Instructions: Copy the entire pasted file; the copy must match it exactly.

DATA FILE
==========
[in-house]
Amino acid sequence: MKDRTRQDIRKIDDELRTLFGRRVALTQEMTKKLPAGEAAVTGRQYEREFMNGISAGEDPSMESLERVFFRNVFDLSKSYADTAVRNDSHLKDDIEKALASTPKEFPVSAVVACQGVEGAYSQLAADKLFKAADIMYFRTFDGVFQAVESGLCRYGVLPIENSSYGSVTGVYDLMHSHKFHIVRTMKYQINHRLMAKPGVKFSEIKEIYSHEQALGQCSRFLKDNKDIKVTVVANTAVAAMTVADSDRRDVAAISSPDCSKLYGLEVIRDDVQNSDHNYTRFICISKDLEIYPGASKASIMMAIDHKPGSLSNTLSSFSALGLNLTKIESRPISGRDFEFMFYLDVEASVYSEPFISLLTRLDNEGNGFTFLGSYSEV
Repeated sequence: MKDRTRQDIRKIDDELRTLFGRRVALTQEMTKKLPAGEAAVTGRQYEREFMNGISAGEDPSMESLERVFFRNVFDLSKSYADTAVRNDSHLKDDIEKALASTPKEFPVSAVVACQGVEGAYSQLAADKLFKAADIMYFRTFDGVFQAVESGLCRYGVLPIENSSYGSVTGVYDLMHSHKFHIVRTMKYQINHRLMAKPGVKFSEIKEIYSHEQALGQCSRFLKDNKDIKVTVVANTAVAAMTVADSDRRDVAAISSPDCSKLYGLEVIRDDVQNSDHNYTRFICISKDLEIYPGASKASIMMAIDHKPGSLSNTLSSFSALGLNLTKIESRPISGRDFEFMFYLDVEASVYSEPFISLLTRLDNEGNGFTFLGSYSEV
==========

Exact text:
[in-house]
Amino acid sequence: MKDRTRQDIRKIDDELRTLFGRRVALTQEMTKKLPAGEAAVTGRQYEREFMNGISAGEDPSMESLERVFFRNVFDLSKSYADTAVRNDSHLKDDIEKALASTPKEFPVSAVVACQGVEGAYSQLAADKLFKAADIMYFRTFDGVFQAVESGLCRYGVLPIENSSYGSVTGVYDLMHSHKFHIVRTMKYQINHRLMAKPGVKFSEIKEIYSHEQALGQCSRFLKDNKDIKVTVVANTAVAAMTVADSDRRDVAAISSPDCSKLYGLEVIRDDVQNSDHNYTRFICISKDLEIYPGASKASIMMAIDHKPGSLSNTLSSFSALGLNLTKIESRPISGRDFEFMFYLDVEASVYSEPFISLLTRLDNEGNGFTFLGSYSEV
Repeated sequence: MKDRTRQDIRKIDDELRTLFGRRVALTQEMTKKLPAGEAAVTGRQYEREFMNGISAGEDPSMESLERVFFRNVFDLSKSYADTAVRNDSHLKDDIEKALASTPKEFPVSAVVACQGVEGAYSQLAADKLFKAADIMYFRTFDGVFQAVESGLCRYGVLPIENSSYGSVTGVYDLMHSHKFHIVRTMKYQINHRLMAKPGVKFSEIKEIYSHEQALGQCSRFLKDNKDIKVTVVANTAVAAMTVADSDRRDVAAISSPDCSKLYGLEVIRDDVQNSDHNYTRFICISKDLEIYPGASKASIMMAIDHKPGSLSNTLSSFSALGLNLTKIESRPISGRDFEFMFYLDVEASVYSEPFISLLTRLDNEGNGFTFLGSYSEV